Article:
Listen, I'm just some dude you don't even know. I'm not renown for anything besides writing an article
about Big & Tall fashion that was once cited as source material for the much more popular Wikihow entry
on the same topic. I follow more people on Twitter
than follow me back. But I have been known to offer up my unsolicited opinions on this blog and produce a podcast
that's mostly about what people think and why (that I haven't updated in three months because I've been weary as shit while trying to manage my horde of children and getting more sleep). I figure if I'm going to go through all the effort of maintaining the semblance of a public profile for ZERO benefit, the least I can do is share my opinions on the upcoming election:
You can hear and audio version of this article on There's No Time To Explain Podcast #23 at timecode 04:48
Last week was the sort of week that will be mentioned in history books when, years from now, we discuss the confluence of cell phone video, police brutality, and the ascendancy of the Black Lives Matter movement. Starting with the shooting of Alton Sterling on Tuesday, July 5 by two police officers in Baton Rouge, Louisiana, followed very quickly by the shooting of Philando Castille in Falcon Heights, Minnesota by an officer during a traffic stop the next day, each in their own way is a perfect, headline-grabbing example of the systematic over-policing of Black people. Before anyone could catch their breath and process these shootings, the next day, July 7, a group of police officers were ambushed in Dallas during a Black Lives Matter march by a military reservist who killed five officers and wounded another nine officers and two civilians. The man, later assassinated by a bomb delivered by a robot, claimed these shootings were in retaliation for the July 5th and 6th killings of Black men
My wife, Victoria, recently took our oldest kid on a two-day Six Flags Magic Mountain and Hurricane Harbor getaway for her birthday. It was a grand time for the two of them, and I was happy to guard the home front and allow them a girl's trip. Because it was just a treat for two and not our entire brood of four kids, they splurged on Flash Passes for the two parks; paid access to shorter lines to get on rides and waters slides faster. Victoria sent me a text message in the middle of day one letting me know how many amazing rides they had managed to get on in the short amount of time they had been there. Jokingly, I warned my wife not to accrue too many hexes and bad juju from the hot and sweaty people whom they breezed by to move to the front of the line. My wife admitted to feeling like an asshole doing it.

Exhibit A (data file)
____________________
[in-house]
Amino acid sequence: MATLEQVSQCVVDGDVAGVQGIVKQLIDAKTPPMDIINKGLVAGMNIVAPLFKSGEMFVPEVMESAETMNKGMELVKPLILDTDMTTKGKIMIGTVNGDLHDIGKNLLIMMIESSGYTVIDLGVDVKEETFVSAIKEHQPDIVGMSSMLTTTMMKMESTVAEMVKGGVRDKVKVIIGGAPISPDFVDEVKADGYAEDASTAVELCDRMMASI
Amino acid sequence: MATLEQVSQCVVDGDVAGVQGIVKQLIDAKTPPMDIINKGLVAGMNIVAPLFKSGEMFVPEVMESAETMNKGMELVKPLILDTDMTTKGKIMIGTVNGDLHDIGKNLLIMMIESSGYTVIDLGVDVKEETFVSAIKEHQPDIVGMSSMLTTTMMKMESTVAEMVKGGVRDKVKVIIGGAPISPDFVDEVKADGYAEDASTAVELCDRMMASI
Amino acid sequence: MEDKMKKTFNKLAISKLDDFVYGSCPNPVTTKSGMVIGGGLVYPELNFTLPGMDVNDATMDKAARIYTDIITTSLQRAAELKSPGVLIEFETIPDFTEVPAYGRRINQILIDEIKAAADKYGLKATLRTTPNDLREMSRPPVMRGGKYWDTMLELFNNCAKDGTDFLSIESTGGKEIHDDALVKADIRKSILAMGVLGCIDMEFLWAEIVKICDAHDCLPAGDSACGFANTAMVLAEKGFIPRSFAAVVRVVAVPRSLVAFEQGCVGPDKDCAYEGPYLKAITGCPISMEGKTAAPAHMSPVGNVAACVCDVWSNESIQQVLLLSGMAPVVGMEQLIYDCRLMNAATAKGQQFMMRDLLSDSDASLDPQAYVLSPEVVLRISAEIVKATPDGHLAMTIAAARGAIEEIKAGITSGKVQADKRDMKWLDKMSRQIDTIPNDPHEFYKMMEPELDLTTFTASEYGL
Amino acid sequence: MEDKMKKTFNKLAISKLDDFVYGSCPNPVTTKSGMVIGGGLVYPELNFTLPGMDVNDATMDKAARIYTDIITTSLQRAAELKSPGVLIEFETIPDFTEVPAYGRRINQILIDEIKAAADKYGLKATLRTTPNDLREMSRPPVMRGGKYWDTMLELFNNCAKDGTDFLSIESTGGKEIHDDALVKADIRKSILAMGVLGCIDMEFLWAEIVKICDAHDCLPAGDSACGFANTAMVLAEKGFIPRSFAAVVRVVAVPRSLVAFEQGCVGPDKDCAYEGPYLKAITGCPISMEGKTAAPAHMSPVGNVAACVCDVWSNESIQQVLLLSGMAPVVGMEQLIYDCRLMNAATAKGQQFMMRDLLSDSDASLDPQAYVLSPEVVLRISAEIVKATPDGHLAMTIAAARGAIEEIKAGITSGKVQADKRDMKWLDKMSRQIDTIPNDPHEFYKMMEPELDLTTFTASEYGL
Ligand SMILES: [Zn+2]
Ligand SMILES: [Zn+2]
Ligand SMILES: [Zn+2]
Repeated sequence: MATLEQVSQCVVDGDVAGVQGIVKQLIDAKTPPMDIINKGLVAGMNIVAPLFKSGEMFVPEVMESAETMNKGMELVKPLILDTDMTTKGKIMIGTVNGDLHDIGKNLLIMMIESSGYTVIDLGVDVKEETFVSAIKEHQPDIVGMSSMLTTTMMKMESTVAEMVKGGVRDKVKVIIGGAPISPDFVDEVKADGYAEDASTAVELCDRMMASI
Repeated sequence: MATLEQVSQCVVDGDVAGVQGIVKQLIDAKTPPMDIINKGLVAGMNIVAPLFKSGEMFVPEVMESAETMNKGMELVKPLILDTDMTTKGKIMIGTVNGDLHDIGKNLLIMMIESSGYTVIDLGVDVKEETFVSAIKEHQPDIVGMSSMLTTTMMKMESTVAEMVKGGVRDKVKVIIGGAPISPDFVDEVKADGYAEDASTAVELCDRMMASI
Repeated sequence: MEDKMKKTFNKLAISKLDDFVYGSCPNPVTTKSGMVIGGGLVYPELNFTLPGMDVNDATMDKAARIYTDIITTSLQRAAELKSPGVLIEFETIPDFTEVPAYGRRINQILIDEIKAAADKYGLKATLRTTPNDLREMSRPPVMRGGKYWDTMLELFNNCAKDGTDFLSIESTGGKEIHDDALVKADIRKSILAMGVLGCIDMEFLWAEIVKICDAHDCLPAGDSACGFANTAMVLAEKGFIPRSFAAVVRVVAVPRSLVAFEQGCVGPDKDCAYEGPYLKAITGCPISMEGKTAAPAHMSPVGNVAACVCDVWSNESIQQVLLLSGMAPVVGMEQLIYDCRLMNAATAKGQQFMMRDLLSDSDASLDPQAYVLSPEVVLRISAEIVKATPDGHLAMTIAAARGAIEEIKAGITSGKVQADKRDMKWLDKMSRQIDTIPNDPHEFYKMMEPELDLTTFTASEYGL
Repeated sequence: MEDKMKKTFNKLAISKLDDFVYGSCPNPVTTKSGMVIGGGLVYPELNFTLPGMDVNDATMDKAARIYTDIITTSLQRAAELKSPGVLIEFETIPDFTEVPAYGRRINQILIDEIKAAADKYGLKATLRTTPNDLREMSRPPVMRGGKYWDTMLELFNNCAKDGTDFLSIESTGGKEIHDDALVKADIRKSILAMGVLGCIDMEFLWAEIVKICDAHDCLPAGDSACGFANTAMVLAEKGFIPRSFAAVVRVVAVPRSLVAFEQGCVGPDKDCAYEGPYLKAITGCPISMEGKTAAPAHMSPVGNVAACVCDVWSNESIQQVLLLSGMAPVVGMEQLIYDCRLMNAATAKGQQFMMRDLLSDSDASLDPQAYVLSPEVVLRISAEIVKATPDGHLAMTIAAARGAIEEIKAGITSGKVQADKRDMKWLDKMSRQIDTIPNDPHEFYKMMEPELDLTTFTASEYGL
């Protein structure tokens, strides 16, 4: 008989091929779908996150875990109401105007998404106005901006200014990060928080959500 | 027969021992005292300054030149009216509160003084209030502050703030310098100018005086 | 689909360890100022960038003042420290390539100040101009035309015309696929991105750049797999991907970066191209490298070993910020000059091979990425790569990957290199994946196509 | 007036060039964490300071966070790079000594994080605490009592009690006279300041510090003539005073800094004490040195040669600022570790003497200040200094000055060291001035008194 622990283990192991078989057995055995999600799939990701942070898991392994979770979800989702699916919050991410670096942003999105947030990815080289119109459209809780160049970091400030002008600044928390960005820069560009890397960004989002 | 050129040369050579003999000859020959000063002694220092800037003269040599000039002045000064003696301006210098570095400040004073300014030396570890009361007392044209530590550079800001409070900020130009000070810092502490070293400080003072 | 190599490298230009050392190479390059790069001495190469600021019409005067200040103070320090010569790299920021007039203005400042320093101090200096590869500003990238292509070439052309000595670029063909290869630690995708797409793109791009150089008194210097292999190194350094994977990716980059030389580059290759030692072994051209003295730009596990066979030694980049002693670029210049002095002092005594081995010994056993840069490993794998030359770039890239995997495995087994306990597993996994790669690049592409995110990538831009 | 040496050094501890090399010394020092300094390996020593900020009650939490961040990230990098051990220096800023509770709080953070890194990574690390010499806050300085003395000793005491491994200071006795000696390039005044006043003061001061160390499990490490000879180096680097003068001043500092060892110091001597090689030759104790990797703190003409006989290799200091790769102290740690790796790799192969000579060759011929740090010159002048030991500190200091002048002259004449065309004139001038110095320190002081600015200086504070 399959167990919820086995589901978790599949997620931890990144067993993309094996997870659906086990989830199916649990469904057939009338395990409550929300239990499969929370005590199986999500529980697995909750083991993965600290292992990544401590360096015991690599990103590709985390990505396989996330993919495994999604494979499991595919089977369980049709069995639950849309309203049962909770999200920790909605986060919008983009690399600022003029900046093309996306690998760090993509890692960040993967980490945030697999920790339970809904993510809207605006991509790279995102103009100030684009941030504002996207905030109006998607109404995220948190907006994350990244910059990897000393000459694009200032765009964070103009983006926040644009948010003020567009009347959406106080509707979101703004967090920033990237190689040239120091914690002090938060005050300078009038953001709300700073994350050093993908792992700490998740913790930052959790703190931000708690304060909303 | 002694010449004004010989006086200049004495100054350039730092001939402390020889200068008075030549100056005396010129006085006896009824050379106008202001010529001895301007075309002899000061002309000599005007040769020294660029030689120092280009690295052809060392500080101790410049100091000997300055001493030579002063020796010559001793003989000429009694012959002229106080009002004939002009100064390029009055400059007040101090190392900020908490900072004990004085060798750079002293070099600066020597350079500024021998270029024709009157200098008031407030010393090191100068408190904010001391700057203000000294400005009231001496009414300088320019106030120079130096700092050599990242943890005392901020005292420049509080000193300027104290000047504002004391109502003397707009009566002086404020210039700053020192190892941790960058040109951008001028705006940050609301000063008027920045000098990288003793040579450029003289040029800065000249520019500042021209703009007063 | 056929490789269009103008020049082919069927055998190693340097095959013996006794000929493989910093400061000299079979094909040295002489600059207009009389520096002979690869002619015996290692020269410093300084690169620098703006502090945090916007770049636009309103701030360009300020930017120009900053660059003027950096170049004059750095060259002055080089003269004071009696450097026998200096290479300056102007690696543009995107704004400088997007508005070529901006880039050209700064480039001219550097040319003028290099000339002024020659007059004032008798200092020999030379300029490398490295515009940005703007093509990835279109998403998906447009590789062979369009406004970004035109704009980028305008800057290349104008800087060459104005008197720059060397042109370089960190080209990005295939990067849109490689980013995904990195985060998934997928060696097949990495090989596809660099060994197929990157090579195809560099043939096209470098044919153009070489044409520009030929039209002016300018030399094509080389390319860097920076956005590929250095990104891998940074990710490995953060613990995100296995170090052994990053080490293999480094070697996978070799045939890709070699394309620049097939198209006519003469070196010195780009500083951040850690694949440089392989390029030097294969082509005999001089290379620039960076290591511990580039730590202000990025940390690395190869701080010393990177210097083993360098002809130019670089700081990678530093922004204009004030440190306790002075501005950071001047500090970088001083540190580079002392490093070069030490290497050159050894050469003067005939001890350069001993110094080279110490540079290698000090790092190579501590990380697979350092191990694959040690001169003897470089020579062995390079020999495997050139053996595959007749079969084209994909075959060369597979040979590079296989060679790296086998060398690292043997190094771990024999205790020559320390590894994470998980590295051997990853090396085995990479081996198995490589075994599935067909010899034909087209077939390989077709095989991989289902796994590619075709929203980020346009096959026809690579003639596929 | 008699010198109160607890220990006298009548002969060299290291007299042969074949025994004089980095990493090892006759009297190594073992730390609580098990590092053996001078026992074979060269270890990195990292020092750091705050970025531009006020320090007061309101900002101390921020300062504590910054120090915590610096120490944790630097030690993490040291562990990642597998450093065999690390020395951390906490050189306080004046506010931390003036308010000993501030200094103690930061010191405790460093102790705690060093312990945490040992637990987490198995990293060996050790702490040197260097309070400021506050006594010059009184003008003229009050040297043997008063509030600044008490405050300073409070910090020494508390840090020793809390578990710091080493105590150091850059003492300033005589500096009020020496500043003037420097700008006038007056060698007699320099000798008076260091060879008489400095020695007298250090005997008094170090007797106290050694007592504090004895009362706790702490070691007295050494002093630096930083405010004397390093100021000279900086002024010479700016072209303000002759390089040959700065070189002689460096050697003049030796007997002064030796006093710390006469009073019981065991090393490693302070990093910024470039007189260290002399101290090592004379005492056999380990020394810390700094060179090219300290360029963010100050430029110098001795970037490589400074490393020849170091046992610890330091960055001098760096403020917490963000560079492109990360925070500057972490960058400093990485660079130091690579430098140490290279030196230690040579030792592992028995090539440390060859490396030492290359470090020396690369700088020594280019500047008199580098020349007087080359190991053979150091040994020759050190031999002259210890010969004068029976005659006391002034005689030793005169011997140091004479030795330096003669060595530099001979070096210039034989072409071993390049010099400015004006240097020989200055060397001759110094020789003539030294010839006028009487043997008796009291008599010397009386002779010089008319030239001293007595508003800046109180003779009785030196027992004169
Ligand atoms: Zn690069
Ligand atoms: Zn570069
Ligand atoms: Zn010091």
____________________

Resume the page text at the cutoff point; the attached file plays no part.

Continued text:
I recall a trip to Hurricane Harbor a few years back. My kids and I stood in line to ascend one of the park's many water slides. The accent was a concrete staircase split down the middle by a metal handrail, one side packed with sweaty masses, waiting in the oppressive heat, ready to advance a single step at a time, up the multi-storey tower for the opportunity to bolt down a waterslide. The other side was empty most of the time, punctuated by the occasional group of teens who would sprint past us on their way to the top of the tower. They held Flash Passes and that allowed them to wait in a shorter line, whose members were cycled in at the top of the slide tower at a much faster rate than the people waiting in the general admission line.
I have ended each of my podcasts
with the words, "be kind and thoughtful." Certainly it's my intention to have people who listen to my podcast consider those words as they go about their days but I want to acknowledge that I'm saying those words to myself; I often neglect being kind and am constantly thoughtless in word and action. These days it's so easy to forget what other people go through, what others endure and so often we judge each other based on our limited assumptions of what is right for others with no consideration for their personal experience and feelings; we assume much about others based unsophisticated understandings of what their life is. I use that as a preamble to my following message; it's not related directly but in some ways should be a throughline of anything we encounter.